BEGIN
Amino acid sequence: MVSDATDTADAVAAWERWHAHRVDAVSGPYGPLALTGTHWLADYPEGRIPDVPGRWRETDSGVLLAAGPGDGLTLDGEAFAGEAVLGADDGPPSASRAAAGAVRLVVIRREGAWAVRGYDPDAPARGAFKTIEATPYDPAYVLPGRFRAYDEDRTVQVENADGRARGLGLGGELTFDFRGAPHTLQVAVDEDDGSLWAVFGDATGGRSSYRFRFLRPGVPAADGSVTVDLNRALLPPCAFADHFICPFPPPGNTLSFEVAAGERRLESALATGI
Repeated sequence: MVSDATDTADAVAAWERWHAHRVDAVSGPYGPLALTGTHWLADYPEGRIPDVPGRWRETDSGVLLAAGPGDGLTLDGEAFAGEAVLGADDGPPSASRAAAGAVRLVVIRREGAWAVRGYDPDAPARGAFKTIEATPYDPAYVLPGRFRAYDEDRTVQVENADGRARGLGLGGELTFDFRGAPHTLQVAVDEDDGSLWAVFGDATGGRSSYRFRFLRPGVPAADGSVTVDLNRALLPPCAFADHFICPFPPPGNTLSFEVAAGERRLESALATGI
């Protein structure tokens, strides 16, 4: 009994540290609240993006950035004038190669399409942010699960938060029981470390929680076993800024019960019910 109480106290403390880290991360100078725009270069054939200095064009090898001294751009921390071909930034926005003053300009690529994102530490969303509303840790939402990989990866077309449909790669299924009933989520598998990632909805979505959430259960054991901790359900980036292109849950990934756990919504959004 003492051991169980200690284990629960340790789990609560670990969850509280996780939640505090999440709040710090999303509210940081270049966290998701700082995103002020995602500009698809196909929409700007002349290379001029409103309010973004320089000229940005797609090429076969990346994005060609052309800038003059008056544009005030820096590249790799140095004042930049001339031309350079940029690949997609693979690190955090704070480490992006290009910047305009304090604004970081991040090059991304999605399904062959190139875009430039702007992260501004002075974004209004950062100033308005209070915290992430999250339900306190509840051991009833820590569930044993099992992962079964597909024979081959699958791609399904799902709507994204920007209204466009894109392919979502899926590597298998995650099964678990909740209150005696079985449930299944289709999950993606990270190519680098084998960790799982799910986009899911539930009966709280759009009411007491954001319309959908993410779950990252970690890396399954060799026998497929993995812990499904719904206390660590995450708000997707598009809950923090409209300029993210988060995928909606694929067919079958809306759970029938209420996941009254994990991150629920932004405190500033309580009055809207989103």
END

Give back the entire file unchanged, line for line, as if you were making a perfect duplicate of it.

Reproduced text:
Amino acid sequence: MVSDATDTADAVAAWERWHAHRVDAVSGPYGPLALTGTHWLADYPEGRIPDVPGRWRETDSGVLLAAGPGDGLTLDGEAFAGEAVLGADDGPPSASRAAAGAVRLVVIRREGAWAVRGYDPDAPARGAFKTIEATPYDPAYVLPGRFRAYDEDRTVQVENADGRARGLGLGGELTFDFRGAPHTLQVAVDEDDGSLWAVFGDATGGRSSYRFRFLRPGVPAADGSVTVDLNRALLPPCAFADHFICPFPPPGNTLSFEVAAGERRLESALATGI
Repeated sequence: MVSDATDTADAVAAWERWHAHRVDAVSGPYGPLALTGTHWLADYPEGRIPDVPGRWRETDSGVLLAAGPGDGLTLDGEAFAGEAVLGADDGPPSASRAAAGAVRLVVIRREGAWAVRGYDPDAPARGAFKTIEATPYDPAYVLPGRFRAYDEDRTVQVENADGRARGLGLGGELTFDFRGAPHTLQVAVDEDDGSLWAVFGDATGGRSSYRFRFLRPGVPAADGSVTVDLNRALLPPCAFADHFICPFPPPGNTLSFEVAAGERRLESALATGI
């Protein structure tokens, strides 16, 4: 009994540290609240993006950035004038190669399409942010699960938060029981470390929680076993800024019960019910 109480106290403390880290991360100078725009270069054939200095064009090898001294751009921390071909930034926005003053300009690529994102530490969303509303840790939402990989990866077309449909790669299924009933989520598998990632909805979505959430259960054991901790359900980036292109849950990934756990919504959004 003492051991169980200690284990629960340790789990609560670990969850509280996780939640505090999440709040710090999303509210940081270049966290998701700082995103002020995602500009698809196909929409700007002349290379001029409103309010973004320089000229940005797609090429076969990346994005060609052309800038003059008056544009005030820096590249790799140095004042930049001339031309350079940029690949997609693979690190955090704070480490992006290009910047305009304090604004970081991040090059991304999605399904062959190139875009430039702007992260501004002075974004209004950062100033308005209070915290992430999250339900306190509840051991009833820590569930044993099992992962079964597909024979081959699958791609399904799902709507994204920007209204466009894109392919979502899926590597298998995650099964678990909740209150005696079985449930299944289709999950993606990270190519680098084998960790799982799910986009899911539930009966709280759009009411007491954001319309959908993410779950990252970690890396399954060799026998497929993995812990499904719904206390660590995450708000997707598009809950923090409209300029993210988060995928909606694929067919079958809306759970029938209420996941009254994990991150629920932004405190500033309580009055809207989103």